Killing Socrates: The Death of a Great Books Program

By |2019-03-09T09:22:14-05:00March 8th, 2019|Categories: Classical Education, Classical Learning, Classics, Culture, Education, Great Books, Humanities, John Senior, Liberal Arts, Liberal Learning, Wyoming Catholic College|

Few people know that in the early 1970s a “great books” program, founded by John Senior and two other professors, flourished at a large state university in the midwest. Even fewer know of its slow demise. Editor’s Note: Robert Carlson was a student and friend of John Senior, one of three founders of the [...]

With Gratitude to a Sentinel of Classical Learning

By |2019-01-19T22:30:00-05:00January 19th, 2019|Categories: Classical Education, Classical Learning, Great Books, In Honor of Eva Brann at 90 Series, Liberal Learning, St. John's College, Wisdom|

From time to time, there is the need for sentinels of classical learning, individuals who, if one is fortunate to be around them, beckon the meandering intellect back to the pursuit of the truth, the discovery of the good, and the conservation of the beautiful. In the end, the student is invited to the quest [...]

An Education to Restore Wonder

By |2018-12-29T23:07:55-05:00December 29th, 2018|Categories: Classical Education, Classical Learning, Classics, Education, Great Books, Liberal Arts, Liberal Learning, Wyoming Catholic College|

We’ve reached a time when fewer and fewer on the outside know what the liberal arts are, or the value of them to the individual person, an organization, and the marketplace of ideas. In an age when people are so focused on science and technology via “STEM” subjects, we’ve lost our sense of wonder… [...]

A Classical Educational Creed

By |2018-12-28T22:20:55-05:00December 28th, 2018|Categories: Classical Education, Classical Learning, Education, Liberal Arts|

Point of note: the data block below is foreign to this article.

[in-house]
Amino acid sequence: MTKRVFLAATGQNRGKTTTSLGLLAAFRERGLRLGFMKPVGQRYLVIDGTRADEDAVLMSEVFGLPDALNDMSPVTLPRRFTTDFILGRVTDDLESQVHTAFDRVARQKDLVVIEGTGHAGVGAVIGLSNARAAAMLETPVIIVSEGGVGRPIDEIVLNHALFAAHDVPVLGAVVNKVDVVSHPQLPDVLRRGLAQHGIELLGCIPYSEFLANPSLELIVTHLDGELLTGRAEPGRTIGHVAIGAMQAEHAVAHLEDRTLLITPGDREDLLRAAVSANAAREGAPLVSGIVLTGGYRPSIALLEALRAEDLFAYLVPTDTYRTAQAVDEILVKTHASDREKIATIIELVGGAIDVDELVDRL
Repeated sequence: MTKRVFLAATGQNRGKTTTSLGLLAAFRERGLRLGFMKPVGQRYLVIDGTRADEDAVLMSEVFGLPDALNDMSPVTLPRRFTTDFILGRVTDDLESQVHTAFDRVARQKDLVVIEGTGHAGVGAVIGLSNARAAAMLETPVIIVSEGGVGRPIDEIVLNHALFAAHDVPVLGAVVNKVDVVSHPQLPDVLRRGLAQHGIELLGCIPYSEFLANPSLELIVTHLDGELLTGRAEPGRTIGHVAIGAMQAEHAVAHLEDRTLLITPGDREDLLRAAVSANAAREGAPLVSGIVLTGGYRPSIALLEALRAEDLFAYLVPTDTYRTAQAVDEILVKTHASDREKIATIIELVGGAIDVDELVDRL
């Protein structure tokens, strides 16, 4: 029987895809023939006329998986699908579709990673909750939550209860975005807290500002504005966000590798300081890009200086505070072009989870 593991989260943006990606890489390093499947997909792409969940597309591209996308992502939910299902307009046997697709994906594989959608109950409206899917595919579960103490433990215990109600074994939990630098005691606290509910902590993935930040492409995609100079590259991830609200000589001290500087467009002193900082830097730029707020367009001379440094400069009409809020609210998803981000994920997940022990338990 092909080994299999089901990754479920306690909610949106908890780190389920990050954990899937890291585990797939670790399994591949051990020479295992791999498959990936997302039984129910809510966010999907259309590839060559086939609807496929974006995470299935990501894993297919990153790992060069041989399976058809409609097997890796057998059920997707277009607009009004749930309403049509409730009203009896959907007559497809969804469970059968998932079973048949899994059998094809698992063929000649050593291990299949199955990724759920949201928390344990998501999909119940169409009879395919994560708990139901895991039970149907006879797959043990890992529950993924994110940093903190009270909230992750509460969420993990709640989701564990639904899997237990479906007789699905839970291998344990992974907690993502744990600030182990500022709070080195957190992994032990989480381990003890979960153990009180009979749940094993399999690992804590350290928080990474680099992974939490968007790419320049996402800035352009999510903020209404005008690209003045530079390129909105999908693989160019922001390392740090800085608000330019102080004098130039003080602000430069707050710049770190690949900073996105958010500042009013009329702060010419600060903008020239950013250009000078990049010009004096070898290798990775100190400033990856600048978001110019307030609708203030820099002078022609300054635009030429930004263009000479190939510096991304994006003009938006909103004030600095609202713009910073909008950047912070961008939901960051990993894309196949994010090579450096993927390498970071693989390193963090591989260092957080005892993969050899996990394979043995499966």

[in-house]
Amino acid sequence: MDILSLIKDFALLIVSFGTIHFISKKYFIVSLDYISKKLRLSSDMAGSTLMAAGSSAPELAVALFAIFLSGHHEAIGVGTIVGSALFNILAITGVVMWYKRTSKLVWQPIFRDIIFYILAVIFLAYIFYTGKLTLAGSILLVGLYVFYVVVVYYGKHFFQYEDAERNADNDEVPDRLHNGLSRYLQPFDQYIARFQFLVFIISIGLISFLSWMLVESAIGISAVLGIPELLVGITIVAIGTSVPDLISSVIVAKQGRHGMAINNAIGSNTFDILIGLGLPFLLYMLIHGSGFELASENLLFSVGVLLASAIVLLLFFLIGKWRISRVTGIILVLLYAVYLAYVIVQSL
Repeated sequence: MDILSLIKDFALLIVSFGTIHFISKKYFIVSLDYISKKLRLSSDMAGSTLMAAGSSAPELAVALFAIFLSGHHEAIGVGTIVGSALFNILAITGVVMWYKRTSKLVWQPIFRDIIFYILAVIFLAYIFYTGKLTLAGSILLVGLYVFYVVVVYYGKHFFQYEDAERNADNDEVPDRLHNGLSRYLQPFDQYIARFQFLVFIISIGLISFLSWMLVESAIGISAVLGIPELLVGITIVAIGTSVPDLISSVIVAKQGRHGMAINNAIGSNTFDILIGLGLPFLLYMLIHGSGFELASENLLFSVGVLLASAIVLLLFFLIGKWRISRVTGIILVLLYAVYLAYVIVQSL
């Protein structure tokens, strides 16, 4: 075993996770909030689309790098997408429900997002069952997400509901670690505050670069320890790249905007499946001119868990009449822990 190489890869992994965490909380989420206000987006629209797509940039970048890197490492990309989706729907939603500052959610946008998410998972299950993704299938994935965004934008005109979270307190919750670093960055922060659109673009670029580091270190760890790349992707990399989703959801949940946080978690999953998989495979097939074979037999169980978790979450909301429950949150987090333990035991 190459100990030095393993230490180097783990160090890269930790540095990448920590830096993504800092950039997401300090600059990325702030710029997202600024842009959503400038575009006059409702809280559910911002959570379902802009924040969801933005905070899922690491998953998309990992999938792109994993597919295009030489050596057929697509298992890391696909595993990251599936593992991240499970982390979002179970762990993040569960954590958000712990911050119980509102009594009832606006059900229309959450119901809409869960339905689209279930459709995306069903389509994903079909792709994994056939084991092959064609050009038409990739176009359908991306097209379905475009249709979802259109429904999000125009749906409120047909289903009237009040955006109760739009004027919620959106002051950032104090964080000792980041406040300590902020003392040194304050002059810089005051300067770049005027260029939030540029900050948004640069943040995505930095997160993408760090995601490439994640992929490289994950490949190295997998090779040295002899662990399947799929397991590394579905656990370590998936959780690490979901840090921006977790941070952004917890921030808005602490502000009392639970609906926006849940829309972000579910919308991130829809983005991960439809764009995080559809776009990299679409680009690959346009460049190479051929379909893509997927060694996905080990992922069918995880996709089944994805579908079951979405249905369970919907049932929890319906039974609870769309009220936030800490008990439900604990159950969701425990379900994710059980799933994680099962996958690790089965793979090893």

Classical educators agree on the ends of liberal education, namely, the possession of the true, good, and beautiful, wisdom, and the development of the intellectual and imaginative powers that enable their attainment. But the pedagogical means to these ends are less obvious. Here is an attempt to set out a set of principles and [...]

The Liberal Arts vs. Progressive Education

By |2019-03-28T11:44:05-05:00April 26th, 2018|Categories: Classical Education, Classical Learning, Humanities, Liberal Arts|

Search the web and you will find any number of lofty “purposes of education:” Education enables us to develop to the fullest. Education cultivates the human mind with values and principles. Education teaches us to think and analyze the world. And many more… But even those vapid platitudes greatly exceed the reality of modern American [...]

How Should Classical Schools Teach STEM?

By |2018-10-23T13:06:18-05:00June 23rd, 2017|Categories: Classical Education, Classical Learning, Common Core Curriculum, Education, Liberal Learning, Mathematics, Science, Technology|

Trying to put science in a classical paradigm is putting new wine into old wineskins. Modern science just does not easily fit into a classical paradigm… STEM, or science, technology, engineering, and math, is the newest acronym for what is considered a great education, and it often leads to a satisfying and financially rewarding [...]

The Classical Tradition in Antebellum America

By |2019-03-10T14:03:22-05:00May 16th, 2017|Categories: Books, Christian Kopff, Classical Education, Classical Learning, Classics, Featured|Tags: , |